Forged in Fire

First a confession – I am mechanically declined. I can do some things but I need time and no supervisor (dear). There are other areas of business and life where I have been able to apply my talents, such as they are.

My Dad was an incredibly handy and talented person. Woodwork, fix-it projects, MacGyver work-arounds, and a phenomenal artist. That gene went to my sisters (sorry bro, missed you too). I never applied myself to try and get better at handyman activities because it wasn’t as much of an interest growing up. I still only draw stick figures or worse 🙂


I am fascinated by the TV show “Forged in Fire” and usually watch an episode every week. The bladesmiths are tasked with creating a specific style of knife in the first two rounds that must meet certain physical dimensions and then work through various tests of strength and cutting ability. The judges are skilled in bladesmithing or weapons so it is also a history lesson. These tests are completed in the forge of the show and one smith is sent home after each of the first two rounds. For the final test, the two competitors must make a unique blade from history and they do it in their home forge, usually with 4 or 5 days to complete. They return for three final tests and the winner is crowned.

The skill and ingenuity displayed by these smiths (men and women) is amazing. Timed rounds, with sometimes challenging ingredients to craft a unique blade with a handle that meets specs. Very impressive.

I believe we need to be like these bladesmiths now as we assess what our businesses must do post-COVID 19. Our personal and company winning game plan needs to:

  • be clear about our objectives and make a plan – what is the knife we are making? Plan (or draw) your blade and handle and build from that plan
  • be confident in our skill and knowledge and expertise – stay in our wheel-house to start
  • be adaptable if what we do now is not needed or is needed in a different way. If a blade is warped, the smith must make a decision on what to do with time constraints and material factors impacting success or failure
  • be creative – if every smith makes the same blade you will not stand out. What can you do with materials, style and personalization that can help you achieve the objectives in a unique way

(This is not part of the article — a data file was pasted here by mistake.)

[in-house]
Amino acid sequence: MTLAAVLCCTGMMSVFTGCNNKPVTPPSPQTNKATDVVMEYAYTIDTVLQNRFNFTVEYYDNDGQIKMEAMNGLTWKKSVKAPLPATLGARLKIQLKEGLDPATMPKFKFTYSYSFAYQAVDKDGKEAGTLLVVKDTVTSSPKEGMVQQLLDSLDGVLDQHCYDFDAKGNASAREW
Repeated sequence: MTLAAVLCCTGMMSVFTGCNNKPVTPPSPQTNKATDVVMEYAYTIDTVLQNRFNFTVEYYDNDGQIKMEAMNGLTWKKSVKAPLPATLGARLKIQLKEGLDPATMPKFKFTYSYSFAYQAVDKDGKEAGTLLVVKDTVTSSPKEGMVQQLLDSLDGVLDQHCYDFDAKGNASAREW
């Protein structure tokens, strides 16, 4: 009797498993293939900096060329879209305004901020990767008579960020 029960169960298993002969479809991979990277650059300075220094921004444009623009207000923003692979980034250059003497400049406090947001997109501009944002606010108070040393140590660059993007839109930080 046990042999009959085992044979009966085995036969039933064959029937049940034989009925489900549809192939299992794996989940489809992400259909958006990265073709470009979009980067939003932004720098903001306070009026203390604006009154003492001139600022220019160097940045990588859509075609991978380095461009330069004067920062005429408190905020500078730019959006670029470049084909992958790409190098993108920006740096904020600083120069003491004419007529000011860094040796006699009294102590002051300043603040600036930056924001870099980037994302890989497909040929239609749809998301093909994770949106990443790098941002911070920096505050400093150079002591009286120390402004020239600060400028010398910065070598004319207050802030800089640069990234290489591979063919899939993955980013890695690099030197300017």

• be respectful and pay attention – the judges are the experts and they provide feedback and direction as they see fit after each round. Your customers are giving clues about what they want to achieve an opportunity or what problem they are needing resolved
  • know the advantages and disadvantages of the materials you select. Your 4P’s of marketing (product, place, price, promotion) can provide the direction you need when applied properly and with discipline
  • be proud of your work, even if you don’t win the $10K and title of Forged in Fire champion. There are exceptional pieces of work that do not win each week. The smiths are very proud of their work and in other circumstances their piece might win. You might not win every customer, and you should keep trying to get better each time out. This aspect of kaizen (small, continuous improvement) can help you in the long term

Your customers are the judge of the quality of their interaction with you at every step of the buying (forging) process. You need to sharpen your skills and get ready to do damage to the competition.


OK, that was a bit too dramatic – but this is my blog 🙂

Over my career, I continued to hone my game planning skills. I have been fortunate to lead teams and companies to success because of a good plan and terrifically skilled people that did wonderful work. Each of us can be our own bladesmith and focus where our talents are needed now and tomorrow so we can keep moving forward in this new and strange environment.

Forge ahead!


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